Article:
In my last post I was talking last week when we had an animation history lesson. One important thing I saved for this blog post was that we got a talk from John Ewing one of the founders of our school
He worked for Disney with people like Milt Kahl, Bill Justice and John Lounsbery. He animated for The Jungle Book, Winnie the Pooh, Sword in the Stone, 101 Dalmations and Ichabod and the Headless Horseman. Not a bad repertoire!
He said as a kid he would watch theatrical cartoons. He knew they weren't real but never thought they were drawings and had no idea where they came from. I think we can all relate! He says today he knows plenty about animating cartoons but now hasn't the foggiest on how CG films are made.
He says one of the hardest things he ever animated was the Horse in the Headless Horseman. Four legged animals move all their legs at different times which make it difficult enough but the director wanted him to have the horse stumble and regain it's balance. A nightmare challenge!
He says he wasn't included in the credits of Sword in the Stone because although he completed his required 100 feet of animation, they had too many animators in the credits, so they upped the required animation to be in the credits. They promised him his name in the next feature he worked on.
He talked about the scene in the Jungle Book he worked on where the ruins are crumbling and The monkeys, King Louie, Baloo and Baghera are all trying to catch Mowgli. His director said "hey, we just did something similar for the wind and the willows where all the animals are trying to grab a hold of the deed to toad hall. Why don't you use that for reference?"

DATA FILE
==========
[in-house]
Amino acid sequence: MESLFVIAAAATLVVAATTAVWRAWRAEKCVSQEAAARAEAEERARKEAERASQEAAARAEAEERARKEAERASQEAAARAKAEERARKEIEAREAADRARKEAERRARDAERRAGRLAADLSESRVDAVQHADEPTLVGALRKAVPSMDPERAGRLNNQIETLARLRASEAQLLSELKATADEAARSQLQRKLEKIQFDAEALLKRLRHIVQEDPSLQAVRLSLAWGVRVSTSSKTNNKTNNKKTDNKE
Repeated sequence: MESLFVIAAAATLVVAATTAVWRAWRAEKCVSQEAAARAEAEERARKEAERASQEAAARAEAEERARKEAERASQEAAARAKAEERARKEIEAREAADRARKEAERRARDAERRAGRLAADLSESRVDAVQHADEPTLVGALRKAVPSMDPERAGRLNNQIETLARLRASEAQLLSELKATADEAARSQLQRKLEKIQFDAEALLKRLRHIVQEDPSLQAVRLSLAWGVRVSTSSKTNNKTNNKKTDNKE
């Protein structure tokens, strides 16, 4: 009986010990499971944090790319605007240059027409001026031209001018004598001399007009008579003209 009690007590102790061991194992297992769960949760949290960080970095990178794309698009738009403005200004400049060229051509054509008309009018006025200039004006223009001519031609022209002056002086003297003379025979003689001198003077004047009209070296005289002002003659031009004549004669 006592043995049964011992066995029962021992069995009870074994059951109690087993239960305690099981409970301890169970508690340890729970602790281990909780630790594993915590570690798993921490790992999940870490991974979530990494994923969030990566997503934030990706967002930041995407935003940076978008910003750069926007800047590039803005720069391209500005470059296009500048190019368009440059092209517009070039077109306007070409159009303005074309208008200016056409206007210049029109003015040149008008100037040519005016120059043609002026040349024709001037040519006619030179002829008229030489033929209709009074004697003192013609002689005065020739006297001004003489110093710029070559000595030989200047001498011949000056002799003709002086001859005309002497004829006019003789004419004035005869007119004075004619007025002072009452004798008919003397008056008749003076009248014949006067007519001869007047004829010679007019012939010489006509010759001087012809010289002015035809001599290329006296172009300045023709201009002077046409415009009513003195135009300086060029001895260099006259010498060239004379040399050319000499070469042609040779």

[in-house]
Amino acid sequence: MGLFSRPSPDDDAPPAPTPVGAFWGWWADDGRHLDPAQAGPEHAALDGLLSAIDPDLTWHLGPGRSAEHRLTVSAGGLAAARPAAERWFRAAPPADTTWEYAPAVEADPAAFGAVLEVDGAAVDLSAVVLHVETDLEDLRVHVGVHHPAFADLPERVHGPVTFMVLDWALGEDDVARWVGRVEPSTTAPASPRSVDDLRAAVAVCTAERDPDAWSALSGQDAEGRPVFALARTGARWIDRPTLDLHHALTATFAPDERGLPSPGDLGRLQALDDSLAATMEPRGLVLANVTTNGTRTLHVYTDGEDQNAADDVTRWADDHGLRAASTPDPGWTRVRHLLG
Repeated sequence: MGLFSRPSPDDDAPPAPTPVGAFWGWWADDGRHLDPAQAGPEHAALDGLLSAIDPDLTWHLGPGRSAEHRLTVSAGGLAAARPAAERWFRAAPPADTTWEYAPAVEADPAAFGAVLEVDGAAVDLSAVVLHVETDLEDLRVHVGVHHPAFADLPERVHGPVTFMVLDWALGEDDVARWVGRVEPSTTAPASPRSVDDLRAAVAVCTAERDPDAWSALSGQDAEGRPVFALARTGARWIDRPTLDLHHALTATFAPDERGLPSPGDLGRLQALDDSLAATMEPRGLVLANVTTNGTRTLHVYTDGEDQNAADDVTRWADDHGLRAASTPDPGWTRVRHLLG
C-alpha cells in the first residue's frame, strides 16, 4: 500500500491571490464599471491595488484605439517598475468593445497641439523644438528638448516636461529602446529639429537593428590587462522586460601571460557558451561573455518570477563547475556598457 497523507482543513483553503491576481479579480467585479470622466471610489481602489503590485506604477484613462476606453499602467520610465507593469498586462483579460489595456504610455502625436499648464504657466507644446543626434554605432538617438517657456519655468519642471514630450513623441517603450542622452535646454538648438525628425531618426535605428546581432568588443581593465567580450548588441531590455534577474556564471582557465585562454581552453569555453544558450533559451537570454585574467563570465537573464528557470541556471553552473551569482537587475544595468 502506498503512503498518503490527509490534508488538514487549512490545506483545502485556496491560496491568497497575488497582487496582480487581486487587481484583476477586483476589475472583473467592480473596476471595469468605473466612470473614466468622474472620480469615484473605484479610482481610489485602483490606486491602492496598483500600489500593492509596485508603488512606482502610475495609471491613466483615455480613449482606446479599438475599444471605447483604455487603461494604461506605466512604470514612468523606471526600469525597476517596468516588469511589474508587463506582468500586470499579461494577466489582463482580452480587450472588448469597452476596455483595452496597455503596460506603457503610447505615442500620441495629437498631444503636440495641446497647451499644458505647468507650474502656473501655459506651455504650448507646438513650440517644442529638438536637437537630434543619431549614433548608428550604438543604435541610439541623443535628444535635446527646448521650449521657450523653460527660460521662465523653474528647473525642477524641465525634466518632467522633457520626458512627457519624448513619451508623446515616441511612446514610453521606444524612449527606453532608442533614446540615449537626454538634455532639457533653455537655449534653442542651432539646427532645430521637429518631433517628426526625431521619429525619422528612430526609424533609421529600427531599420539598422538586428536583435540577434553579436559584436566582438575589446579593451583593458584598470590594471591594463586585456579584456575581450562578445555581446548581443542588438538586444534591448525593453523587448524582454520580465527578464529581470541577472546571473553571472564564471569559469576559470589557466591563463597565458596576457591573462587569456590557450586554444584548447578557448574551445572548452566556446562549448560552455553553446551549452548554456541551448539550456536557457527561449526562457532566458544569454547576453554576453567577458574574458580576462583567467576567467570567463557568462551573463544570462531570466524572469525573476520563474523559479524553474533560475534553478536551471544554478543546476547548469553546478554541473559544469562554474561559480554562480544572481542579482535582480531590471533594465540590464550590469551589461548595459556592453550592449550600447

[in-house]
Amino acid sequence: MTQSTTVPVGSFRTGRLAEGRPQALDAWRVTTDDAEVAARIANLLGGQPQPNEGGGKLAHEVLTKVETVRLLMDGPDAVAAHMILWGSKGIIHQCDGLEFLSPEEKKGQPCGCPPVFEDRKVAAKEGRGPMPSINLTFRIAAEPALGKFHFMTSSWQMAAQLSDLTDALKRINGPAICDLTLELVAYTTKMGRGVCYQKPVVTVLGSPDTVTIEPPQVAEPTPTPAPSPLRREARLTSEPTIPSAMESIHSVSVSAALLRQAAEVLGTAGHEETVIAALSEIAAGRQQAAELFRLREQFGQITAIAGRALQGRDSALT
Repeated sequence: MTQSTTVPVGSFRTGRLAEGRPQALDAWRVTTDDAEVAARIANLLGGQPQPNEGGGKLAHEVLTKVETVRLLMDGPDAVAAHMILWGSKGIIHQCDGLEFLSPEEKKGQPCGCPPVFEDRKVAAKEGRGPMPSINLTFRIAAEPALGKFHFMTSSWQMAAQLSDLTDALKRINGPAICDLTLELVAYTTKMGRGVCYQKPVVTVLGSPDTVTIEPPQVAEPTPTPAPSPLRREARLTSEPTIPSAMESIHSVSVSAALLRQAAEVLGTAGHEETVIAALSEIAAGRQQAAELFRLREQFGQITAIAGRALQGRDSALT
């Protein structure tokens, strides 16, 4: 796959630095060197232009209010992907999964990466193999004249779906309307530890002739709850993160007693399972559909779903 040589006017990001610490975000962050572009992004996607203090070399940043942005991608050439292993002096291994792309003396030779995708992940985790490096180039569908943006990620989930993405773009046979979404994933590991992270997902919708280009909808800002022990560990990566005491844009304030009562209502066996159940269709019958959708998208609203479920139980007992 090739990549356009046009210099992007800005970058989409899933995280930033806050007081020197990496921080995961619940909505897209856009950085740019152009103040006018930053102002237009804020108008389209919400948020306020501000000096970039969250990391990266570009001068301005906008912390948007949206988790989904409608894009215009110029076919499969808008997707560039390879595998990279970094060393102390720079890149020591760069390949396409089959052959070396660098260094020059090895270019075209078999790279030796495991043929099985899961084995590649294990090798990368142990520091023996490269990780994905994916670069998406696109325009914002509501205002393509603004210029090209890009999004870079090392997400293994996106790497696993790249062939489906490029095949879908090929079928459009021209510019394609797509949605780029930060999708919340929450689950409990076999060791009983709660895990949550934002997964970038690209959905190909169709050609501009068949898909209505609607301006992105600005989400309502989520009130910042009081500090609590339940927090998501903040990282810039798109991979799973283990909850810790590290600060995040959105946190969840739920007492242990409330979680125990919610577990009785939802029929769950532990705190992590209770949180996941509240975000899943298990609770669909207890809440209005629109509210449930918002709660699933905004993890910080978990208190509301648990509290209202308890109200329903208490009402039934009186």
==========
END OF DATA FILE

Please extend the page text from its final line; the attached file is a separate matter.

He said Disney was notorious for re-using animation. I think we've all seen those clips on Youtube comparing the dance scene from Robin hood to the one from the Aristocats. If Disney did something well once, they'd simply do it again.
He mentioned that Walt himself wasn't really a good animator. That's why he teamed up with Ub Iwerks, who could draw better. Walt would handle story and business mostly. Maybe that's why he always says story is more important than animation?
When asked about modern animation he said he was amazed by the CG films he sees. However TV animation, the Simpsons was his example, had funny material and funny voices but the animation was an insult. I'd agree with that.
Today he's retired and writes stories and makes sculptures. Seemed like a really talented guy!
He did a few drawing on the board to illustrate his points. He did on of Ludwig Von Drake to explain how much of a pain he was to animate and the Colonel dog from 101 Dalmations in answer to "who was your favorite character to animate"
Everyone awed at his drawing technique as he did them. I was going to take a picture of them to show you here but he rubbed them out to do another drawing! You could hear the audience gasp. Here's the one he rubbed them out to do.
It's not as good as the first one of the Colonel he did. He drew this one as an example to show how rough one of his fellow animators drew. So rough he was assigned the best clean up artist they had to compensate for the skilled but severely rough drawings. Still, a cool picture to have!